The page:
Airbnb's experiment in urban planning was sparked by the success of an elderly woman in a rural Japanese town, Tsuyama Okayama, who listed her home on the site. While near Japan's most famous cedar forests, the town didn't receive many tourists.But build it and they will come: soon, tourists...
To help ease California’s housing crisis, Gov. Jerry Brown and state lawmakers are turning to people’s backyards.
Multiple bills with the endorsement of Brown are moving through the Legislature to make it easier for homeowners to build small units on their properties, whether in their garages, as additions to existing homes or as new, freestanding structures.
[Mayor] Eric Garcetti and other supporters hope the relaxed rules will spur backyard home building to combat a housing shortage.. — Los Angeles Times
For more on Los Angeles' major housing crisis, check out these links:Los Angeles sues property owner who allegedly evicted tenants for Airbnb flipLA has a housing crisis – but the problem isn't those fancy new towersMeditating on the "Past Future Housing" of Los Angeles with Morgan Fisher and...
Sidewalk Labs, a secretive subsidiary of Alphabet, wants to radically overhaul public parking and transportation in American cities, emails and documents obtained by the Guardian reveal.
Its high-tech services, which it calls “new superpowers to extend access and mobility”, could make it easier to drive and park in cities and create hybrid public/private transit options that rely heavily on ride-share services such as Uber. — the Guardian
"But they might also gut traditional bus services and require cities to invest heavily in Google’s own technologies, experts fear."In related news:Google's Sidewalk Labs contemplates building an entire cityU.S. says computers qualify as drivers in Google's autonomous vehicles; won't even have to...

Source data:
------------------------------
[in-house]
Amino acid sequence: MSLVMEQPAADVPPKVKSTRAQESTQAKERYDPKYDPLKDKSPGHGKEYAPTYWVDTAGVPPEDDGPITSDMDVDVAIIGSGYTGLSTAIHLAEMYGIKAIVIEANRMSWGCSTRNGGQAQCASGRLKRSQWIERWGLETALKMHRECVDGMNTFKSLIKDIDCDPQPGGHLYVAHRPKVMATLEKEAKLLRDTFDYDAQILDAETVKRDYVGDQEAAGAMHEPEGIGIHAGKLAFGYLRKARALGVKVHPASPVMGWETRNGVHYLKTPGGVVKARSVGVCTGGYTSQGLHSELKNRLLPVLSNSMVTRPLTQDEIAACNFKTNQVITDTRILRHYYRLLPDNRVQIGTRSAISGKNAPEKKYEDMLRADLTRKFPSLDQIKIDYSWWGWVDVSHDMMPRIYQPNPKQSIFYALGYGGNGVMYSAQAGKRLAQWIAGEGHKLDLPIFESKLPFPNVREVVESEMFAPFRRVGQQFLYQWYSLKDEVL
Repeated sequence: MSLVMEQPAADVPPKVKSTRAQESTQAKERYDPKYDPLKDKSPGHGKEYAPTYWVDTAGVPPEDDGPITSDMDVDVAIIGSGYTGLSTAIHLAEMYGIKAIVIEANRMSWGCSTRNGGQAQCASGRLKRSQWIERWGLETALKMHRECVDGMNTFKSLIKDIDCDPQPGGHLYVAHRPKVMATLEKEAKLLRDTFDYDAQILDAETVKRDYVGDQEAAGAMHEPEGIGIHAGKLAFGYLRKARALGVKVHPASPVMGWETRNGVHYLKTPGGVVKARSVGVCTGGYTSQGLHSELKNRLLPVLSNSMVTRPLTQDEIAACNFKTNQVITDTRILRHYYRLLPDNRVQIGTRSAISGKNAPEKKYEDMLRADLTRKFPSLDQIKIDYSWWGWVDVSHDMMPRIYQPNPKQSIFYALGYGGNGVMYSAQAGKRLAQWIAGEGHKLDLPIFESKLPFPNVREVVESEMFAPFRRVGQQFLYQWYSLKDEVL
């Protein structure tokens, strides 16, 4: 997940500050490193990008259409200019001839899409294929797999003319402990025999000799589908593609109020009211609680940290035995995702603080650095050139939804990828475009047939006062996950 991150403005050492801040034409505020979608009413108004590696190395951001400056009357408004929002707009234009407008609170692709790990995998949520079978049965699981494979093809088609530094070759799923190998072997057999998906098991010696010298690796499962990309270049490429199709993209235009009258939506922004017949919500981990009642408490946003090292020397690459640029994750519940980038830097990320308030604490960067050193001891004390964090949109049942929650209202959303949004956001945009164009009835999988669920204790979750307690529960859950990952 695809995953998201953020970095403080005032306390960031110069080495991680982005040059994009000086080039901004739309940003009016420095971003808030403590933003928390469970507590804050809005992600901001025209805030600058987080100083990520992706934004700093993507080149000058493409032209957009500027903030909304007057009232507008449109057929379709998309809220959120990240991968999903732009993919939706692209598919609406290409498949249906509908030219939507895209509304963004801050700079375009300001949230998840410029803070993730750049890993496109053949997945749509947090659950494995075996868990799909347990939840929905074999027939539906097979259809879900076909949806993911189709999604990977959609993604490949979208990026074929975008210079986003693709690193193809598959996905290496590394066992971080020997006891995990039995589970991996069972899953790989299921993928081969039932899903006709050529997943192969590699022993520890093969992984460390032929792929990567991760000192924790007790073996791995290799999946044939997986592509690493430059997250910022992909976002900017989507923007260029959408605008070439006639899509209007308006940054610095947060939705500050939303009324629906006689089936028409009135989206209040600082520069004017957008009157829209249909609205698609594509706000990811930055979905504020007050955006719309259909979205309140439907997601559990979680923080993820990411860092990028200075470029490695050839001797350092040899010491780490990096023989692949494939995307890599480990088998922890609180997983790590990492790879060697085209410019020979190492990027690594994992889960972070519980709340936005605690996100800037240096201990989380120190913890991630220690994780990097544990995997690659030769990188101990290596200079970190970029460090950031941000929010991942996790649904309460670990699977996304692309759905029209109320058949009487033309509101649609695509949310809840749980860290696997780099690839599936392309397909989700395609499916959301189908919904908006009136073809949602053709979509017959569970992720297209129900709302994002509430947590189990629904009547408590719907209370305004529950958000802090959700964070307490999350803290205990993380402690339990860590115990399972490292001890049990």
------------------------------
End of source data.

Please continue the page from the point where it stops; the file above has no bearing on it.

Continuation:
Although the game was simulating an environment from 1989, urban planners these days still run into problems trying to get officials to think about their city in the long run. Climate change and sea level rise is a very crystalline example of the way city officials get in their own way and set themselves up for larger obstacles later on [...]
Playing SimCity 2000 nowadays is a strange but wonderful way to realize what defines a city is not what it currently is, but what it could be. — inverse.com
More on simulations and gameplay for city planning:SimCity and beyond: the history of city-building gamesThree guiding principles for a fine fake metropolis"Cards Against Urbanity," the hilarious and surreal urban planning gameCalifornia Water Crisis? Now there's a board game for that!As It Lays...
I’m not so critical about New York, because they have this very firm grid-pattern. Even the newer buildings are lined up on good streets. If you stand in front of the Empire State Building, you can’t really guess how tall it is, because it meets the street in a friendly way. [...] It’s not so important how high the building is, or how much it looks like a perfume bottle, it’s more important how it interacts with the city. — commonedge.org
Related stories in the Archinect news:Jan Gehl's perspective on making "a good urban habitat for homo sapiens"Is Jan Gehl winning his battle to make our cities liveable?How to design that elusive "Perfect Town"